Skin cancer is caused by the development of abnormal cells that have the ability to invade or spread to other parts of the body. Detection and diagnosis of skin cancer is done by a skilled dermatologist using sophisticated equipment called a dermatoscope.
It’s 2018 and smartphones are claiming to do a lot of things we didn’t expect including detecting earthquakes and hidden spy cameras. You can now use your smartphone to scan suspicious and innocent looking moles and determine whether they might be potentially cancerous.
Skin Vision is an app developed by a team of dermatologists from Romania’s University of Bucharest. It uses a similar concept to the one used in dermatoscopy in the hospital. The app is not meant to replace your dermatologist; it’s just meant to raise awareness.
How It Works:
With Skin Vision, you’ll take a high quality photo of that strange mole on your skin. Then the app uses a technique called fractal geometry. This technique was used by the developers of Skin Vision to develop an algorithm that analyzes the mole in the picture you upload. It looks for patterns in the outlines and dimensions of a mole that make it more likely to be malignant.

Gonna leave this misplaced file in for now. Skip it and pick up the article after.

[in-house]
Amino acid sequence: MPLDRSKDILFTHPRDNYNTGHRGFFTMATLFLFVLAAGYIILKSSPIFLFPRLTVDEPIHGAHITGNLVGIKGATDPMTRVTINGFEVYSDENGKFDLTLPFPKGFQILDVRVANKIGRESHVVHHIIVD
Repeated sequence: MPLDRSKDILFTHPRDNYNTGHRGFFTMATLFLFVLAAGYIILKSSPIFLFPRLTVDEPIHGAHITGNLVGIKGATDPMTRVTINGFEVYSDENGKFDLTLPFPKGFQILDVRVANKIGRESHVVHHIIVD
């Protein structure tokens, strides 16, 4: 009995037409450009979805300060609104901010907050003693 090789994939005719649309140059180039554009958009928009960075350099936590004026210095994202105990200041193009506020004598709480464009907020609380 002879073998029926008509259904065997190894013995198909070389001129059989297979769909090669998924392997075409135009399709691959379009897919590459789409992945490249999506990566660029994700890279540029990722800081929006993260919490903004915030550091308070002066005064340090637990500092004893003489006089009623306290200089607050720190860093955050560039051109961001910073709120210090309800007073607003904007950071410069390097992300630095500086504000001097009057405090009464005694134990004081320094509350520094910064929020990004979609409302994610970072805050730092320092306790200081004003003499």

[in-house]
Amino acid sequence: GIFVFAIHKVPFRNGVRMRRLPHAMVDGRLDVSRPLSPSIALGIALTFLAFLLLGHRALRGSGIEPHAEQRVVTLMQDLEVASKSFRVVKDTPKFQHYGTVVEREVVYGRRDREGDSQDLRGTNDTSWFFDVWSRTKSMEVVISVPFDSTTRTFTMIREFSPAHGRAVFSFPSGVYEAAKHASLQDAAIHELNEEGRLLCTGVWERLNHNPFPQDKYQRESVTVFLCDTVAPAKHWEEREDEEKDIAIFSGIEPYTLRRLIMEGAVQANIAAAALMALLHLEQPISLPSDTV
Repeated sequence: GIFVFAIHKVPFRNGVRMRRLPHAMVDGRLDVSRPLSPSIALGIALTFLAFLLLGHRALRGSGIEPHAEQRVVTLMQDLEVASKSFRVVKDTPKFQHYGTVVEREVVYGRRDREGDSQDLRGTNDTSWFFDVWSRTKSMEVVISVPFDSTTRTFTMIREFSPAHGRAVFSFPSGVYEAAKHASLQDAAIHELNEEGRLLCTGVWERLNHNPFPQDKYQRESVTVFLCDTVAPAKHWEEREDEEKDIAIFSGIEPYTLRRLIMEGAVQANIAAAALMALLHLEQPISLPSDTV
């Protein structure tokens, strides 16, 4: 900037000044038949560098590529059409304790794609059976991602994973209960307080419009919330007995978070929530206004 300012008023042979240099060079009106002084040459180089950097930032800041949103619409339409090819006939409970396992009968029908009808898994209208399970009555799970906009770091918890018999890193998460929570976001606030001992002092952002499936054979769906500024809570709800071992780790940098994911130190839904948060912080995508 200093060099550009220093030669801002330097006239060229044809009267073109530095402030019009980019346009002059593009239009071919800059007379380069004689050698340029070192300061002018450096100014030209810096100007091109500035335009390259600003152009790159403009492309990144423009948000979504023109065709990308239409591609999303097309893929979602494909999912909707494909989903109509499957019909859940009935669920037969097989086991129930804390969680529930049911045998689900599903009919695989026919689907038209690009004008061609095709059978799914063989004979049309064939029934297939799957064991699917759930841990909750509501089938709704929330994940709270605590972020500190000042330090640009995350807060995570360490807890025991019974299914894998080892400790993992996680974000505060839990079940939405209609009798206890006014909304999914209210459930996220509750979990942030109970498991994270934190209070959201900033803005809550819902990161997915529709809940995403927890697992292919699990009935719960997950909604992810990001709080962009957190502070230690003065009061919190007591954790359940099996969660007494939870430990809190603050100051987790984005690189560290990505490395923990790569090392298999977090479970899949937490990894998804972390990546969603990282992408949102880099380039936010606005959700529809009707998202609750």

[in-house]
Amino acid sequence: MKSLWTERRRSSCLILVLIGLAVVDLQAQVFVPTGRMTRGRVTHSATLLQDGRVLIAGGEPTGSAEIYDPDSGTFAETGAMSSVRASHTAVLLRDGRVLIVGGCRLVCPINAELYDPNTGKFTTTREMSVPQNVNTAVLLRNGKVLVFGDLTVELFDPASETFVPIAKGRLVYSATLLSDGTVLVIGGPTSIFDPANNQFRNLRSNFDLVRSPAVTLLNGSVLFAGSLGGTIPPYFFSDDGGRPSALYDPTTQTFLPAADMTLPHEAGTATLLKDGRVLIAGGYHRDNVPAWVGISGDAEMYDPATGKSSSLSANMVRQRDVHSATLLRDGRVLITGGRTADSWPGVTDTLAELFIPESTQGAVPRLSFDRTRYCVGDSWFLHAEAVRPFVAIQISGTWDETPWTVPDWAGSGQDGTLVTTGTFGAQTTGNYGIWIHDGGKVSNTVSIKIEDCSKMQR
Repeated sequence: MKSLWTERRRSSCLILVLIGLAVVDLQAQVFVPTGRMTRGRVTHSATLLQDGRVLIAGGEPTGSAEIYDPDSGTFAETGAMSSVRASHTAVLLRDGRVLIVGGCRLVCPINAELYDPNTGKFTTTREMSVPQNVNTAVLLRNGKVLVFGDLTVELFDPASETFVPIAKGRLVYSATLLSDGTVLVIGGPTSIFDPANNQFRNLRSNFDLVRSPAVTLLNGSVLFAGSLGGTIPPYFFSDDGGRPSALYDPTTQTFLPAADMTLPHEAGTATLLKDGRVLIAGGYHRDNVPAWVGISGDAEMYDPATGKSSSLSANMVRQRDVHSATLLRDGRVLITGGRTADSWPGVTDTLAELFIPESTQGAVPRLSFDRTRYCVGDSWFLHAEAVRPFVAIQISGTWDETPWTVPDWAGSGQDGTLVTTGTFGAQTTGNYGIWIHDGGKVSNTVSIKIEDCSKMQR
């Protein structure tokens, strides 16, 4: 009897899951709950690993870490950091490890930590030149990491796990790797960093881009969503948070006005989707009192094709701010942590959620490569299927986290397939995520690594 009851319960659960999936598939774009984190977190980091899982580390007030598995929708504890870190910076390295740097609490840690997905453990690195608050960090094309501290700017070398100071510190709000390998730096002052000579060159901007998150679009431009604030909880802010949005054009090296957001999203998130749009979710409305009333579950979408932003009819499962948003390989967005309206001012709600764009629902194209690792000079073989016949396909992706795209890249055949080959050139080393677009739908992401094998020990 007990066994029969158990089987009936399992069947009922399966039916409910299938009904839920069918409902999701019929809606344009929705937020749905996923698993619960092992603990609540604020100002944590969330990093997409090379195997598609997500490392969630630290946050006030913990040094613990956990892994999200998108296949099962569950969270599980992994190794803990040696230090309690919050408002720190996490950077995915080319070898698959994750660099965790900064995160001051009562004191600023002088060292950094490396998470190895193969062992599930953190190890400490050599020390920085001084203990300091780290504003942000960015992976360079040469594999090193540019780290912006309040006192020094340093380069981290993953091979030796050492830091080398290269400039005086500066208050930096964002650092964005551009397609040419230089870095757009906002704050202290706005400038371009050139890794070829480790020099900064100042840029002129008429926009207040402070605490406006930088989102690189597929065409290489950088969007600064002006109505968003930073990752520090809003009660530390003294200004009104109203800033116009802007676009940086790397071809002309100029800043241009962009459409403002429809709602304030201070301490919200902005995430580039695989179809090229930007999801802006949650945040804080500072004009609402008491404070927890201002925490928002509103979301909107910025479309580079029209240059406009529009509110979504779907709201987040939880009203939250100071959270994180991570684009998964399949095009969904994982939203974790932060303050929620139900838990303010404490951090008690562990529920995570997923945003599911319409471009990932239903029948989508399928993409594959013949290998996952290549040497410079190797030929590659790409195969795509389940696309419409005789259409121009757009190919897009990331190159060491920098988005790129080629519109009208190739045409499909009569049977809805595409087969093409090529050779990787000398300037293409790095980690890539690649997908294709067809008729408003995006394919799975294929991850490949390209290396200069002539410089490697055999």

Potentially cancerous moles have a jagged irregular outline. The app is able to detect this especially when you take a high quality photo of the mole in good light. Potentially harmful moles also have multiple shades of color which will also be picked up by the app.
Skin Vision will indicate to you whether you should have the mole examined by a doctor. It classes it as high, medium or low risk.
A study in the Journal of the European Academy of Dermatology and Venereology in 2015 found that Skin Vision correctly diagnosed 73% of cancerous moles in a sample of 195. Dermatologists correctly diagnosed 88% of the same sample. And the app can only get better with time.
While the app should not replace your doctor, it should help you detect potentially dangerous moles on your skin early enough. Cancer is best treated in its early stages.
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